This story is over 5 years old.


How Women Think About Sex

I spoke with animator Signe Baumane about that, depression and 'Sex and the City'.


"I think about sex every nine seconds and every 12 seconds I think about killing myself." That was ​Signe Baumane's response when I emailed asking for an interview, showing me that self awareness comes when you least expect it.

 I came across Signe's series of animated shorts ​Teat Beat of Sex about a month ago and felt like she had dived into my brain and fished out every thought I've ever had about sex, then drawn it. Then I realised she had an animated feature coming out – ​Rocks In My Pockets. It is a retelling of Signe's family history of depression and it provided me with the perfect excuse to get in touch. Still, I never thought a random, Latvian-born, New York-based animator would sum up my psyche with one simple sentence.


I too think about sex and dying constantly and alternately. In fact, now that I think about it, I'd find it weird if you didn't – what else is there to worry about other than life and death? I spoke to Signe about all that and Sex and the City.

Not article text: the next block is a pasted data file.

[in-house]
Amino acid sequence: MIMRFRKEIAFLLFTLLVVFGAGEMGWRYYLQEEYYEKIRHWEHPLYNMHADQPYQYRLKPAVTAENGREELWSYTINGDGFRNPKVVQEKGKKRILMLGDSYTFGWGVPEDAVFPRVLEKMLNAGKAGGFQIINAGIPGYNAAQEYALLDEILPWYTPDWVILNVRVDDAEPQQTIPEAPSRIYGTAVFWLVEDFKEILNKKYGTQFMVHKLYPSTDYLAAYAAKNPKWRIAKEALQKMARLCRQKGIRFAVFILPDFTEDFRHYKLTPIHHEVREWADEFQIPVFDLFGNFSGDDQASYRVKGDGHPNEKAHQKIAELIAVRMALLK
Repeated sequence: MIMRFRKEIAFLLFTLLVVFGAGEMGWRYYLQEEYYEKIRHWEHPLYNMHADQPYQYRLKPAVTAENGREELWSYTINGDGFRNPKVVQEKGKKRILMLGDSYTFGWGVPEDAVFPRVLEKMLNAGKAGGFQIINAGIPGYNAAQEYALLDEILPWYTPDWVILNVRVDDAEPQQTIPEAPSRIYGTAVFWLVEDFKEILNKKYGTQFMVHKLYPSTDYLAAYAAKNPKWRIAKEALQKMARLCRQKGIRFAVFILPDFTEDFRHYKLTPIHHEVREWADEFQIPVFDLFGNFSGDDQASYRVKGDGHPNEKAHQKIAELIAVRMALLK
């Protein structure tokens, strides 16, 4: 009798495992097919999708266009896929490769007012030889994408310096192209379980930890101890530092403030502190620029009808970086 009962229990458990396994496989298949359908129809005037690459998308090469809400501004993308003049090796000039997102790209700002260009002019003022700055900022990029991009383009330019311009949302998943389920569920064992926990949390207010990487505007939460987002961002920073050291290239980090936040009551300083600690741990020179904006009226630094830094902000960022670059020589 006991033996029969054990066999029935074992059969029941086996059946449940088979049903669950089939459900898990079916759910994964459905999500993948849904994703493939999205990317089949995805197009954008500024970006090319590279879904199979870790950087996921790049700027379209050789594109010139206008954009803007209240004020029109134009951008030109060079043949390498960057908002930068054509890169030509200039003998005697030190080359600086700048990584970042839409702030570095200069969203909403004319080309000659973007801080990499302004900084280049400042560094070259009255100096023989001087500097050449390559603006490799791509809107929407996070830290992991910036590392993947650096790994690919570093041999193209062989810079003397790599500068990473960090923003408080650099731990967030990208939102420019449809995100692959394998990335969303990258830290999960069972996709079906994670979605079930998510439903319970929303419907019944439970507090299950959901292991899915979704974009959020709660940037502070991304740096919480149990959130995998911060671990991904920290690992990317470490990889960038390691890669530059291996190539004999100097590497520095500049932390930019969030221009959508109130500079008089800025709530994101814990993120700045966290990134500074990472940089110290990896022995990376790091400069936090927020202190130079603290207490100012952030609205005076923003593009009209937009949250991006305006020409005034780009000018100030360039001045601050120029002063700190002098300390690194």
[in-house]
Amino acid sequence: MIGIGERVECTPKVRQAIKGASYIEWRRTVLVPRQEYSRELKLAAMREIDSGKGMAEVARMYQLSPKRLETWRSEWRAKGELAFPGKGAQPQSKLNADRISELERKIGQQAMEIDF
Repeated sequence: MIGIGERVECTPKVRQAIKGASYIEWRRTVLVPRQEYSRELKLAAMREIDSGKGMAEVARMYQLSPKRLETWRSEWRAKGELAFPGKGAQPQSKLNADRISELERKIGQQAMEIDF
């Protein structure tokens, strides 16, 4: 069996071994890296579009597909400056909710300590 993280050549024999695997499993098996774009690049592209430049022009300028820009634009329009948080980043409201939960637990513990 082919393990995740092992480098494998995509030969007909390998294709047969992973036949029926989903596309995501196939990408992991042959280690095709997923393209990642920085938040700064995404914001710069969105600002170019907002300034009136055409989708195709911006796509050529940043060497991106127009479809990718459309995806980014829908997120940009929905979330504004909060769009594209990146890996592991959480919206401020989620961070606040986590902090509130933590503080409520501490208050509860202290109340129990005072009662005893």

VICE: Rocks in My Pockets is a film about mental illness but it's also about family and the importance of knowing yourself and your history. You did that by exposing your own family history – how did your family react to that?
Signe Baumane: They were upset – I'm actually pretty sure they still are. When the film premiered in Latvia in August, 600 people came to the premiere and 60 of them were my relatives. The younger generation were like, "Oh my god we finally understand ourselves." The rest of them weren't as impressed with me exposing our family's dirty laundry.

On the other hand, everyone else who was at the premiere and does not share my genes, came and said to me, "It's like you are telling my story – that's my family." Every single family has been through cases of mental illness. The only reason my family feels like they are so special is because they don't talk to other people about any of it.

To me it feels like it doesn't really make a difference whether the women in the film were relatives or not. What seems to connect their stories for me is a kind of suppression of their feelings or desires.